PAGE 2 NAPLES FLORIDA WEEKLYA2 NEWS WEEK OF SEPTEMBER 6-12, 2012 9th AnnualFREE Prostate Cancer ScreeningNAPLES 990 Tamiami Trail North Naple s, FL 34102COLLIER 8350 Sierra Meadows Blvd. Naples, FL 34114PINE RIDGE 6101 Pine Ridge Rd., Desk 31 Naples, FL 34119MARCO ISLAND 40 S. Heathwood Drive Marco Island, FL 34145 BONITA SPRINGS 28930 Trails Edge Blvd. Bonita Springs, FL 34134FORT MYERS 4571 Colonial Blvd. Fort Myers, FL 33966CAPE CORAL 24 Del Prado Blvd. North Cape Coral, FL 33909 Saturday, September 8th & Saturday, September 22nd, 2012 September is Prostate Cancer Awareness Month. FREE Exams and PSA Blood Tests will be oered at all 7 locations. Please call to reserve an appointment.Complimentary refreshments will be served.(239) To learn more about prostate cancer screenings and their importance, go to SpecialistsInUrology COMMENTARYRoad map: Finding the real politic on a country afternoonTommy Lee Cooks Kingdom of Conservative Values bisects my Land of Liberal Lessons way down at the crossroads of American Political Expressions, which perfectly defines the breathtaking artistry in his novel new Buckingham restaurant, The Hut. The restaurant is an American Political Expression of real politic if there ever was one, at least as I define it. It gets to the heart of the matter, which is why it might be worth a drive north from Naples. For both of us, theres politics, and then theres politics: the politics of the moment, and the politics of permanence. Mr. Cook thinks Glenn Beck is a genius, for example, while I think hes U.S. Sen. Joseph McCarthy reincarnated. The devil, in other words. So we dont agree about the politics of the moment. But we do agree about the politics of permanence about the real politic, if I can characterize it this way. And thats the way it should be in America. Three hundred and sixty degrees of vibrant murals, painted from photos Mr. Cook took, depict the Everglades in the biggest dining room at The Hut. Archival images of proud and smiling Miccosukee Indians grace the walls of another room, having come from Mr. Cooks friend, Woody Hanson. Mr. Hansons grandfather, W. Stanley Hanson, known affectionately as the White Medicine Man by Seminole and Miccosukee alike, took the rare pictures many decades ago throughout the area that is now Lee, Hendry and Collier counties. That was before air conditioning, before mosquito control, before casinos and before most Yankees. On a lovely September afternoon, that once-upon-a-time act of real politic photographing Native Americans a century ago can allow Mr. Cook and me to forget, for a minute, the Republican or Democratic parties, along with the 2012 presidential slander-fest that will conclude in the November voting booth. Instead, we can embrace the real politic: fried green tomatoes grown next door, or free-range pecan chicken or shrimp Diane or blackened grouper or roast pork or a back-strap filet with sandy grits and blackberry cobbler. Mr. Cook is ready to do politics any way you want it, of course momentary or not. Fried, broiled, baked and barbecued or not. Glenn Beck, Joe McCarthy or not. Born way down in the mountains of Virginia and adopted at 1 month of age, he introduces this shooting star of a biographical fact while casually suggesting that all women have a choice, but hes glad the woman who was his mother made the right one. Hence, he can offer both a personal and a political observation while touting the vibrant cuisine of his restaurant. This is why I like Mr. Cook: He takes everything personally, including politics, just like I do. If all politics is local, in Mr. Cooks view, it can also be full-flavored, with hints of nectarine and a brilliant pale golden color laced with crisp, citrus aromas and floral notes a Maso Canali pinot grigio, for example. Thats pretty personal. My politics, of course, are a little more pedestrian, leaning too often to an ice-cold can of PBR or a bottomless glass of sweet tea, but theyre just as personal. Like Mr. Cook, I take the meaning of the word politics in its Greek sense, meaning anything related to the polis: to the center of society, the pole, the anchor in our shared lives. For him, that means Fresh-and-Florida without the sell-out comfort of franchising and pre-packed distribution. Thats why back in the kitchen of the new Hut there are no freezers. Every dish delivered to table or bar to the more formal or less formal dining areas inside and outside is fresh. Some of it is also local, grown 100 yards down the road. When or if you go in, just ask him about any of this. Hes the late-50s dude with the pickle-barrel chest over narrow hips, his hair pulled back tightly into a jaunty little pony-tail, his navy shirt with tiny stars tucked into his clean denim, his needle-nosed cowboy boots suggesting a dancers dream designed only for a Saturday night soiree, especially on feet that skip forward when he walks in light prancing steps, like those of a man about to jump over the moon and come up smiling. Which is what he just did, by investing (with a partner) about $2 million and a years worth of hard work in a top-tobottom redesign of the old place. There are sprawling decks outside, overlooking verdant grounds imbued with pools, ponds, fountains and live oaks. The native flora and fauna seem to extend to the painted images inside, too, where bromeliads bloom in spiky red tongues of color from the trunks of cypress trees, where otters fish and frolic, and looky there where a couple of good ol boys fish from an airboat near a swamp cottage outside of which lie (in the shade of those bald ancient trees) several cob-sealed jugs of shine. Just how accurate is this depiction of Mr. Cooks own camp, sequestered so deep in the Glades of eastern Collier County that when he and Woody Hanson sank his airboat last year, they had to walk more than 20 miles along a night-shrouded levy to get out? Id say spot on. Thats the real politic for you. (If you go: The Hut is on Buckingham Road in Lee County, reached by traveling east of I-75 about six miles on State Road 80, then turning south on Buckingham Road.) A M a C H W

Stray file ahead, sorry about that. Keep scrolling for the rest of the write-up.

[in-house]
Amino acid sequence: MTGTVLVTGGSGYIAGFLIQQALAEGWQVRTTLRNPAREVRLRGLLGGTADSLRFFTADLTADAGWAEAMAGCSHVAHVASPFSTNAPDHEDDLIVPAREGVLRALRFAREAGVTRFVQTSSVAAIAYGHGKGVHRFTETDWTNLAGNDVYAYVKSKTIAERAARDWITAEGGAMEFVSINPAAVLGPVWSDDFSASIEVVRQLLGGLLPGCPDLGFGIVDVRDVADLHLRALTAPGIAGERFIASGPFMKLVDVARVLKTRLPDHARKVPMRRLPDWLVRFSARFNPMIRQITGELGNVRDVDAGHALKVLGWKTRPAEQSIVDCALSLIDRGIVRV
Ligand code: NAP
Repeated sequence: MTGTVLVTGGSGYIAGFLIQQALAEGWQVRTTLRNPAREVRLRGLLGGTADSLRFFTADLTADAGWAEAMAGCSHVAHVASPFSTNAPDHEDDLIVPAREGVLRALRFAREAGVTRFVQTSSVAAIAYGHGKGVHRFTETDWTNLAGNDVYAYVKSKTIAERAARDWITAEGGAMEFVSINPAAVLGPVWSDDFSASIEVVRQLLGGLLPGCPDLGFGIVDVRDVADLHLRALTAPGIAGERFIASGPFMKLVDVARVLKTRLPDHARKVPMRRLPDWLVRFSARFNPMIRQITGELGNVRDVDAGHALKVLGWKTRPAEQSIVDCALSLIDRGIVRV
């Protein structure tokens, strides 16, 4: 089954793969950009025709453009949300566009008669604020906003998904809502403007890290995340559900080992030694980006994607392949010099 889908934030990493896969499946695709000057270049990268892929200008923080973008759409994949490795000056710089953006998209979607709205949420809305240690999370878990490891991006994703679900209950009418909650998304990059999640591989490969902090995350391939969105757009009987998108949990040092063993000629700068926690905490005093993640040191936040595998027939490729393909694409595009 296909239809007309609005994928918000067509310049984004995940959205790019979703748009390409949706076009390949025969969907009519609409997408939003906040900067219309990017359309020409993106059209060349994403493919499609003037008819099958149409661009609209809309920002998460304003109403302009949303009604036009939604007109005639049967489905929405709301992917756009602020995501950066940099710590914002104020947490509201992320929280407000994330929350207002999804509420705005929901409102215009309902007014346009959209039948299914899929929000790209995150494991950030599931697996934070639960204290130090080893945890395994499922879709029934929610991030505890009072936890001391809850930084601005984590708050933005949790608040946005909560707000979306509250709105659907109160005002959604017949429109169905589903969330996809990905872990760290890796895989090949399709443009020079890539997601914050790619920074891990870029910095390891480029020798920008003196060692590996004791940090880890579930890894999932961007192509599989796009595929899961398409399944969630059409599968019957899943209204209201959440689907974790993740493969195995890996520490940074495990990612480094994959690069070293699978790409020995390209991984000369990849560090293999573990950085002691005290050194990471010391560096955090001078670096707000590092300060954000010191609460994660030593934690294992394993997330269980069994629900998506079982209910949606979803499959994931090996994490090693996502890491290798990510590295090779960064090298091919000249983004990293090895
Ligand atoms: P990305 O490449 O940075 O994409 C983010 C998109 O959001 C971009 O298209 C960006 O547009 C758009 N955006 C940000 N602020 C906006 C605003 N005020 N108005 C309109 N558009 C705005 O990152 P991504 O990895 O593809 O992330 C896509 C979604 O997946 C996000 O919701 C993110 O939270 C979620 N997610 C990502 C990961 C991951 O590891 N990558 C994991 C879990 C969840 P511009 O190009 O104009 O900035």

www.NorrisHomeFurnishings.comFort MyersSanibel14125 S. Tamiami Trail Mon Sat. 9:30 6 Evenings & Sundays by appointment 690.98441025 Periwinkle WayMon Sat. 10 5 Evenings & Sundays by appointment 579.0412 Naples5015 Tamiami Trail N.Mon Sat. 9:30 6 Evenings & Sundays by appointment 263.0580 Larry NorrisAt Norris Home Furnishings, we earn our business the old fashioned way: One customer at a time